Health Department To Yeshiva Students: Immunize Or Stay Home As Measles Outbreak Spreads Across Southern Brooklyn

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A Microscopic Look at the Measles Virus (Source: Center For Disease Control via Wikimedia Commons)

Measles first broke out in Williamsburg back in October, spread to Borough Park in November, and there are recent cases in Bensonhurst and Marine Park, bringing the total to 42 cases. In an effort to contain the spread of the highly infectious disease now the city is barring un-immunized students from attending local schools, the Department of Health.

The letter, sent December 6, says Yeshiva students from pre-kindergarten through 12th grade will not be permitted to attend school unless they are vaccinated “with the required number of doses of measles-mumps-rubella (MMR) vaccine” whether they’ve been diagnosed with the infectious disease or not.

New York City Department of Health and Mental Hygiene confirmed 42 cases on Monday within the confines of Williamsburg and Borough Park, where most of the boroughs ultra-Orthodox community lives. One case in Bensonhurst and another Marine Park were confirmed in late November. The recent case count is up from 27 cases confirmed November 21 and seven times the original 6 cases, first reported mid-October.

The Health Department confirmed the Bensonhurst and Marine park cases are both associated with the Lakewood, New Jersey outbreak.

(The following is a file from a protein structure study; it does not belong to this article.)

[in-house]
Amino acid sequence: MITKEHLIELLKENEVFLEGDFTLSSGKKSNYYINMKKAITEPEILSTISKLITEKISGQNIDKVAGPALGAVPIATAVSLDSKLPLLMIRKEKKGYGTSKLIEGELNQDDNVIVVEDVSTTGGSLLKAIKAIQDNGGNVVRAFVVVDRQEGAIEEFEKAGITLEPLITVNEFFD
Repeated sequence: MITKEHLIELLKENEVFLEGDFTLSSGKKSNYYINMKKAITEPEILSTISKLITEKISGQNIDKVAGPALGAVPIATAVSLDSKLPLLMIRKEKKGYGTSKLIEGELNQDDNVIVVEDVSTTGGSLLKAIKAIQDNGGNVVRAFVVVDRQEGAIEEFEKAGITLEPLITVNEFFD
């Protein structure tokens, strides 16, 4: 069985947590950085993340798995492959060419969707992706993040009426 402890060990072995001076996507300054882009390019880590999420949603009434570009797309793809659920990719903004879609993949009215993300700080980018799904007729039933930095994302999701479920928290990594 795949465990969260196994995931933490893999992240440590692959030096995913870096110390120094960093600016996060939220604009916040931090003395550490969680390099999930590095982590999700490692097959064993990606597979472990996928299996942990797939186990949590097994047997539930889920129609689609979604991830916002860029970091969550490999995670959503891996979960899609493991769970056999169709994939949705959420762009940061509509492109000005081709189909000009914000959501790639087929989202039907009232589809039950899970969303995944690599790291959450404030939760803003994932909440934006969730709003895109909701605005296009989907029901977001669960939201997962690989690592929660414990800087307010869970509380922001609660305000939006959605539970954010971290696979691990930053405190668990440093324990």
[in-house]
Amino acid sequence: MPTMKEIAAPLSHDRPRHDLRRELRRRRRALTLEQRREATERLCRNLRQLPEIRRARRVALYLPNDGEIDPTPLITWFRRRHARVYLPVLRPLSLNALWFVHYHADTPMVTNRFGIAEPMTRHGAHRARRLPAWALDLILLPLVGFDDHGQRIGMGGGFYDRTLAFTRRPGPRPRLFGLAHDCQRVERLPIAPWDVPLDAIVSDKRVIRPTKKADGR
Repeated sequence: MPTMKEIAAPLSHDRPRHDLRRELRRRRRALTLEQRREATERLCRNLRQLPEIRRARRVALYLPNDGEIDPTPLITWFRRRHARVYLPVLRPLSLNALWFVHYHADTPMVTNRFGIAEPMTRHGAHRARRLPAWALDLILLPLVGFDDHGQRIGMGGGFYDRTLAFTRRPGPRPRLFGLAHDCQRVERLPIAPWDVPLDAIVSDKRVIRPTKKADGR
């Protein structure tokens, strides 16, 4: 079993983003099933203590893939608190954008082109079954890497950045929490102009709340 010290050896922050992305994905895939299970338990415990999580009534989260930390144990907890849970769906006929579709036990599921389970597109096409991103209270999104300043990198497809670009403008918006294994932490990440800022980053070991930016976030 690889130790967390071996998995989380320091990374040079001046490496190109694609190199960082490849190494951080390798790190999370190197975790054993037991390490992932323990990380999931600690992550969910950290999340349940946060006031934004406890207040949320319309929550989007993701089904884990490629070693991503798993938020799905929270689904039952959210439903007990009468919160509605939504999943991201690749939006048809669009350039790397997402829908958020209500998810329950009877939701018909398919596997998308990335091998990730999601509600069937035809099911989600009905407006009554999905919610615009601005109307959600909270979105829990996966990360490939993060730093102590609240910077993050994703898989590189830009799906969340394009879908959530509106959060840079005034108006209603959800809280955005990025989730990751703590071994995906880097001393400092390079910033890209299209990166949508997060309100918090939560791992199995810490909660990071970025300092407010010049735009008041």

The letter references the following zip codes:

11204 & 11230: Bensonhurst
11205: Navy Hill (Crown Heights & Prospect Heights)
11206 & 11211: Williamsburg
11218 & 11219: Borough Park
11220: Sunset Park
11249 East Flatbush

A Department of Health letter to principles in Yeshiva schools barring un-immunized children to attend school.
A Department of Health letter to principles in Yeshiva schools barring un-immunized children to attend school.

“Measles is highly contagious and really the best preventive measures we have to protect those at risk are vaccination of anyone we can vaccinate,” said Stephanie Sterling, MD, MPH, hospital epidemiologist at NYU Langone Hospital–Brooklyn.

Sterling also said treatment for those who are immunocompromised is also available. Pregnant women or people undergoing chemotherapy can see their doctors for a “preform antibody” if they’ve been exposed.

“I think the other thing I would say that’s really important to stop the rise of the disease, is to be aware of the symptoms and risk,” said Sterling.

Symptoms: High fever (103F and 104F), a cough, sore throat runny nose and redness of the eyes. Within 2-4 days of the initial symptoms, people diagnosed with the infection will experience a rash.

Sterling warned that during this time of year, many people confuse measles symptoms with those associated with the flu. One distinguishing factor is a rash which appears in measles cases sometimes tow to four days following the flu-like symptoms. However, Sterling advises anyone—especially living within the Williamsburg and Boro Park areas—experiencing any of the described symptoms should reach out to a physician immediately.

The outbreak first came to the attention of the public when the Department of Health announced they’d start a measles awareness outreach after six children ages 11-months to 4-years-old in Williamsburg were diagnosed with measles. Officials say the original case contracted by a child visiting Isreal, which is currently dealing with a significant outbreak.

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